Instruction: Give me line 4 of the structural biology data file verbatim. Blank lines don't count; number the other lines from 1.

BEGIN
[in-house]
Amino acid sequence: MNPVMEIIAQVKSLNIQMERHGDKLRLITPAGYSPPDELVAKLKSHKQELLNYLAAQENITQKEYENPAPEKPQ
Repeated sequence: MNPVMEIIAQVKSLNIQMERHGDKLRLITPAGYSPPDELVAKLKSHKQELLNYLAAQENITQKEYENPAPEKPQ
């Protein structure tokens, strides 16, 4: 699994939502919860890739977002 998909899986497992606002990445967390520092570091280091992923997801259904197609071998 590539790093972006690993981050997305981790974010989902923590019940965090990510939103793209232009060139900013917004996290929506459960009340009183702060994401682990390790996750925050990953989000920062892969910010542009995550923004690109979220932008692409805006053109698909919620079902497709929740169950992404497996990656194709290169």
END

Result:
């Protein structure tokens, strides 16, 4: 699994939502919860890739977002 998909899986497992606002990445967390520092570091280091992923997801259904197609071998 590539790093972006690993981050997305981790974010989902923590019940965090990510939103793209232009060139900013917004996290929506459960009340009183702060994401682990390790996750925050990953989000920062892969910010542009995550923004690109979220932008692409805006053109698909919620079902497709929740169950992404497996990656194709290169």